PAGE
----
The FDA's (long overdue) reboot for antibiotic drug development.
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For a science-based agency that prides itself as being the world's "gold standard" for drug and medical device regulation, the FDA's approach to antibiotic drug development has been - for the lack of a better word - mystifying for the better part of a decade. As Infectious Diseases Society of America (IDSA) president Thomas Slama noted in a letter to HHS Secretary Kathleen Sebelius in August "...regulatory disincentives resulting from the lack of clear and feasible antibacterial clinical guidance for industry has become a towering impediment to antibiotic development."

How did the FDA become a "towering impediment to antibiotic development"? It's a long story, but starts with Congress (especially Senator Chuck Grassley and Representative Ed Markey) attacking the agency's approval of the antibiotic Ketek in 2004 - basically accusing the FDA of being in cahoots with drugmakers to foist a dangerous drug on the public.

The Congressional assault gave cover to a clique of regulators at the FDA who wanted to enforce draconian new clinical trials requirements for antibiotics that sharply increased the cost and time required to bring new medicines to market. (It's also worth noting that experts agree that the FDA's European equivalent, the EMA, is way ahead of the agency in terms of creating a more practical and financially attractive environment for antibiotic drug development.)

As a result, since 2006 the FDA has insisted on clinical trial designs for new antibiotics that they were warned (then and since) were totally impractical and unfeasible by outside clinical and industry experts.

Now, after the problem of antibiotic drug resistance has grown to near crisis levels and antibiotic drug development is in free fall, the agency has said that they are willing to rethink their previously inflexible standards. (The whole story is detailed in an excellent article in the current issue of BioCentury: "Antibiotics Reset", subscription required.)

MRSA deaths v AIDS.png

Indeed, in 2005, the latest year for which data is available from the CDC, deaths from methicillin-resistant Staphylococcus aureus (MRSA) significantly outpaced AIDs-related deaths, yet the drug availability for HIV/AIDs treatments is much more robust than the few and far between treatments for MRSA.

Thankfully, the recent PDUFA V reauthorization contained some important provisions that have pushed the FDA to revamp its antibiotic drug standards and improved (at least marginally) financial incentives for drugmakers. For instance, the GAIN Act adds market exclusivity for new antibiotics, and mandates Priority Reviews for antibiotic New Drug Applications (NDAs), making the field marginally more attractive for drug developers.

The law also mandates that the FDA create a "pathogen focused antibacterial drug development pathway," so multiple clinical trials of the same infection but at different parts of the body can be used in support of the same new drug application. The law also requires the FDA to provide advice for developers of drugs for "limited spectrum" pathogens, i.e., drug resistant bacteria like MRSA.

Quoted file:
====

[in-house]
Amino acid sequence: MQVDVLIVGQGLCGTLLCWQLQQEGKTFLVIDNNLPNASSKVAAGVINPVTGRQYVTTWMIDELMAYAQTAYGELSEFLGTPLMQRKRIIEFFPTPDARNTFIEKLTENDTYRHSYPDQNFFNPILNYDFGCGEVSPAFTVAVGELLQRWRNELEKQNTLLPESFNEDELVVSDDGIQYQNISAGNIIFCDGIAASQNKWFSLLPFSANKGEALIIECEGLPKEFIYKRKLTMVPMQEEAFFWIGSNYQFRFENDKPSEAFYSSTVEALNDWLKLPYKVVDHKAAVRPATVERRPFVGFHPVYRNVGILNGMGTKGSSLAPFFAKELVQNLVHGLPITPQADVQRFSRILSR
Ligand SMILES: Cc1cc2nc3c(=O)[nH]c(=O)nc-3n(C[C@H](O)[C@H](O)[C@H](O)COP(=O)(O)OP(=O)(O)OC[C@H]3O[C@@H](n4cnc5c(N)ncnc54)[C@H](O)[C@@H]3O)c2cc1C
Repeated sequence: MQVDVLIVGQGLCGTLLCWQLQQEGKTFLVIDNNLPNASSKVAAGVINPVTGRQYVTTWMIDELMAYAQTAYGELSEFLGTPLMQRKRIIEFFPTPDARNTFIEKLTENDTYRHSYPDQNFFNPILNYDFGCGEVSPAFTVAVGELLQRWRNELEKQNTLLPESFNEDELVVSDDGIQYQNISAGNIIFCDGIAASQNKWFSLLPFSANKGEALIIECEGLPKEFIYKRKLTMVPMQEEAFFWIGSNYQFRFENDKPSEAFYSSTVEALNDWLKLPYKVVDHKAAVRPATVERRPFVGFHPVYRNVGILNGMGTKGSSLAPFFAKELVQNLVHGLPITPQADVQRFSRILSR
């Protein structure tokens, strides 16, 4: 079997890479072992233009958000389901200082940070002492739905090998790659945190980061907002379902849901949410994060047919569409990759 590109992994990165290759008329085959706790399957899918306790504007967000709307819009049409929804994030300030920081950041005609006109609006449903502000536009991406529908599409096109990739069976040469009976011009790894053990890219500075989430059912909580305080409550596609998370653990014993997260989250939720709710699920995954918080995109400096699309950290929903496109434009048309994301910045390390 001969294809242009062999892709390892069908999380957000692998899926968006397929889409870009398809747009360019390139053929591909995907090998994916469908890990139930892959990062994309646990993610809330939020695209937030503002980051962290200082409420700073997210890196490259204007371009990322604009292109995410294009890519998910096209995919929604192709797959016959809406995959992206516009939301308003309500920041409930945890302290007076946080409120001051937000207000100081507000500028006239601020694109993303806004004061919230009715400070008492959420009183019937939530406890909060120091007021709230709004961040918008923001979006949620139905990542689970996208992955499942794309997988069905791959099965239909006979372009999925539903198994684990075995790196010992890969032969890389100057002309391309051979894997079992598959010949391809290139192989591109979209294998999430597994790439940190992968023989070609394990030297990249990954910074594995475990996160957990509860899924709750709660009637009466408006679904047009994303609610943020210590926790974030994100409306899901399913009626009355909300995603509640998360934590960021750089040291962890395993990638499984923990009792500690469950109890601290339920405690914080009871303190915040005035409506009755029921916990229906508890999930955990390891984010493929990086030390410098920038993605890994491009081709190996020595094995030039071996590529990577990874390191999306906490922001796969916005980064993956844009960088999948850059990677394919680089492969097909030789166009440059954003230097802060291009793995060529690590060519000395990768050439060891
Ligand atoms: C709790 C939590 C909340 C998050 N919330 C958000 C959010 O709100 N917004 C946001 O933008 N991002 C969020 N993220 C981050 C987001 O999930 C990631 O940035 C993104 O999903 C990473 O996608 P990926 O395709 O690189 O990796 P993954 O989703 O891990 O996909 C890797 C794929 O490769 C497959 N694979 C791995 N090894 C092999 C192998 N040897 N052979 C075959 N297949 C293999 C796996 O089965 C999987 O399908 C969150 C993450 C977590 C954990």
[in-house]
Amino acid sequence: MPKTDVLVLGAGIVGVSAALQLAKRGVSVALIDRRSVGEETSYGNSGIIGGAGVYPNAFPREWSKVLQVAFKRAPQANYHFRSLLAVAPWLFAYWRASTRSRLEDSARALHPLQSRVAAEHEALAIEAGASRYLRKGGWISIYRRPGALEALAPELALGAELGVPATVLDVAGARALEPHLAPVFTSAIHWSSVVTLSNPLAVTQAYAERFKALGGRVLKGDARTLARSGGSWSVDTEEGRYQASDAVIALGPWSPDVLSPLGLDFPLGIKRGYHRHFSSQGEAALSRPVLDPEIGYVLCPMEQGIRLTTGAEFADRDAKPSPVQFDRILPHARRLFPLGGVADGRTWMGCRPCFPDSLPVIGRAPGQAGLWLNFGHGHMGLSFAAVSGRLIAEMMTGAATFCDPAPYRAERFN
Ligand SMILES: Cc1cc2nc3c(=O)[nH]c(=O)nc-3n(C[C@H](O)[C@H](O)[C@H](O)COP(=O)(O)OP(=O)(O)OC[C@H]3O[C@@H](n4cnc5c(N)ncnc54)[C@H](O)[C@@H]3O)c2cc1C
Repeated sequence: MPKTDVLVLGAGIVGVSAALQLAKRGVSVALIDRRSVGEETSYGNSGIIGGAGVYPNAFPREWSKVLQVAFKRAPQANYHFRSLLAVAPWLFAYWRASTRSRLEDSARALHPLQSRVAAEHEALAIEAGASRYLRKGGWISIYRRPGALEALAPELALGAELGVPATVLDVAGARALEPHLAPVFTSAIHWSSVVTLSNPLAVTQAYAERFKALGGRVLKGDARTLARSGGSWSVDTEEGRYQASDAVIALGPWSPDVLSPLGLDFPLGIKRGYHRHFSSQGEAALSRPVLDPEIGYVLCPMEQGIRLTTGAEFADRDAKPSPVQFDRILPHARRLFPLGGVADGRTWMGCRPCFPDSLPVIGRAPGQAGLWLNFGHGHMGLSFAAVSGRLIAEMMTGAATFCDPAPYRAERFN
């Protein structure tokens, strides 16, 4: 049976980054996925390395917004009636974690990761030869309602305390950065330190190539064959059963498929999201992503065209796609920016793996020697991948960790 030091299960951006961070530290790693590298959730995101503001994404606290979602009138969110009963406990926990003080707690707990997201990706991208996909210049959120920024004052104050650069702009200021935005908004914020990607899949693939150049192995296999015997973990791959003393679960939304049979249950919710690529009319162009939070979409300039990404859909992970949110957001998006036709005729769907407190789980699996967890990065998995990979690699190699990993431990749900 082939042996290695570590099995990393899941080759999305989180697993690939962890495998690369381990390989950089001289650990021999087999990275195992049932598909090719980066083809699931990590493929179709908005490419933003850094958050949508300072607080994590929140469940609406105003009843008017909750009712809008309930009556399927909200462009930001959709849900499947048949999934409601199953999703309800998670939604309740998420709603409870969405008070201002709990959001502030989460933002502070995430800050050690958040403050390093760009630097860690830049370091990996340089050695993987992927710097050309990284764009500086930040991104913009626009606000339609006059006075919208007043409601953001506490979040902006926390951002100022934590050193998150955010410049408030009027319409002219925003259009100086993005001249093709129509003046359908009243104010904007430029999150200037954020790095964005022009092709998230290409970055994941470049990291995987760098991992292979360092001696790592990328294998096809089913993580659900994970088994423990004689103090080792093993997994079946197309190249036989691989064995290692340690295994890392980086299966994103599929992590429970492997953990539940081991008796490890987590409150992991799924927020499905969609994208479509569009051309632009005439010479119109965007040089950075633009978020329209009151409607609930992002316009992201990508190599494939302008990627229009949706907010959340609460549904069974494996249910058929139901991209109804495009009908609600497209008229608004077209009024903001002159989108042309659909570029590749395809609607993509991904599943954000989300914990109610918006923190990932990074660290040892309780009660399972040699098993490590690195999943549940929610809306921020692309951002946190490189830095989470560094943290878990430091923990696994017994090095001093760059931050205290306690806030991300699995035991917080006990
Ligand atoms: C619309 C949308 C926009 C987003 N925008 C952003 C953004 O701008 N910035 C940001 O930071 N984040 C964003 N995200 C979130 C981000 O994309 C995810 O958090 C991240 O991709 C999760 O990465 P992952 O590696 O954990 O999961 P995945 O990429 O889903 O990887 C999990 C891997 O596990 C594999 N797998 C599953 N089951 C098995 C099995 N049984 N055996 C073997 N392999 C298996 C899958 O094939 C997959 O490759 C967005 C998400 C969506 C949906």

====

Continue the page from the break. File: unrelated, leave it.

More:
Both provisions should provide a modest but welcome boost for antibiotic focused companies. The FDA is also working with stakeholders to develop new legislation for a Limited Population Antibacterial Drug approval pathway that would essentially allow orphan-drug style approvals - in smaller, faster clinical trials - for antibiotics in narrow populations. This would allow companies to quickly target emerging pathogens and drug resistant strains before they become widespread.

BioCentury notes that "senior FDA officials say the agency is committed to rapidly replacing infeasible requirements for antibiotics with pragmatic standards based on the realities of clinical practice at a pace commensurate with the public health threat posed by rapidly evolving pathogens." This is great news, and long overdue.

But more important questions still have to be answered. Here are three questions Congress should ask the agency:

Why did the agency create "infeasible" antibiotic drug development standards that were so wide of the mark in the first place?

Why did it take the agency so long - six years and counting - to recognize and correct the problem?

How is the agency going to ensure that the same flawed decision making process doesn't happen again, and isn't happening now for other disease indications?

Better yet, the agency's antibiotic "reboot" should be used by Congress to implement a total review of the agency's management procedures, practices, and policies for incorporating new scientific information into regulatory guidance for industry.

It would also be helpful to create an outside scientific board of advisors that would both help the agency keep abreast of the latest scientific developments, and provide regular reports to Congress on FDA's performance. This would go beyond PDUFA requirements, which are focused on relatively narrow procedural metrics, and examine the FDA's performance in advancing innovation through regulatory reforms, instituting consistent management practices across centers, and working more collaboratively with the FDA's scientific partners in industry, the NIH, and academic medicine to develop sensible regulatory standards.

As part of a top-down FDA review, Congress also shouldn't ignore its own impact on the agency. As long as the FDA is used by Congress as a convenient punching bag, FDA staff will continue to produce overly cautious regulations - even if it is at the expense of public health.

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